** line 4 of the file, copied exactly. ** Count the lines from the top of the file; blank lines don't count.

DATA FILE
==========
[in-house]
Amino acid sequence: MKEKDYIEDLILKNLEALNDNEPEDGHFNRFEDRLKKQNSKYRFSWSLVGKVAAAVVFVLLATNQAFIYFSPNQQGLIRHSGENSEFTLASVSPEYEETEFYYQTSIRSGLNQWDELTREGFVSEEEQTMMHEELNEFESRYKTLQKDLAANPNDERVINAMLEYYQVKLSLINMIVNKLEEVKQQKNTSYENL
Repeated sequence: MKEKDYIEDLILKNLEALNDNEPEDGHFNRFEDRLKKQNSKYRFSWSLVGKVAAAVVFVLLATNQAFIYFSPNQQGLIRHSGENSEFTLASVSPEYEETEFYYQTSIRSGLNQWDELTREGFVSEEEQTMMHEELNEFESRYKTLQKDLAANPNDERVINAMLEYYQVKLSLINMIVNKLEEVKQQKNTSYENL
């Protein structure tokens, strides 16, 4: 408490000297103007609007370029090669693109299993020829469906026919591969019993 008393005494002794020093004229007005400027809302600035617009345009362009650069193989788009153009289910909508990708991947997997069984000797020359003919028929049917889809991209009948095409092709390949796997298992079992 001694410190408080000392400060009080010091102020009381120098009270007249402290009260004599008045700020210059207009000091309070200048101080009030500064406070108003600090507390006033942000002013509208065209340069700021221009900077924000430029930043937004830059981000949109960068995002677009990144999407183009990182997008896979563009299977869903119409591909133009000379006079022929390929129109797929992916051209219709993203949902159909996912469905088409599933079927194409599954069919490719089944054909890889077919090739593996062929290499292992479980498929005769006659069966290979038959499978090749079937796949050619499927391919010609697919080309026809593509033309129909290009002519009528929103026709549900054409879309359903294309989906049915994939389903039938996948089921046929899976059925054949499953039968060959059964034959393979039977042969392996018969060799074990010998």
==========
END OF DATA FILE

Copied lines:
């Protein structure tokens, strides 16, 4: 408490000297103007609007370029090669693109299993020829469906026919591969019993 008393005494002794020093004229007005400027809302600035617009345009362009650069193989788009153009289910909508990708991947997997069984000797020359003919028929049917889809991209009948095409092709390949796997298992079992 001694410190408080000392400060009080010091102020009381120098009270007249402290009260004599008045700020210059207009000091309070200048101080009030500064406070108003600090507390006033942000002013509208065209340069700021221009900077924000430029930043937004830059981000949109960068995002677009990144999407183009990182997008896979563009299977869903119409591909133009000379006079022929390929129109797929992916051209219709993203949902159909996912469905088409599933079927194409599954069919490719089944054909890889077919090739593996062929290499292992479980498929005769006659069966290979038959499978090749079937796949050619499927391919010609697919080309026809593509033309129909290009002519009528929103026709549900054409879309359903294309989906049915994939389903039938996948089921046929899976059925054949499953039968060959059964034959393979039977042969392996018969060799074990010998």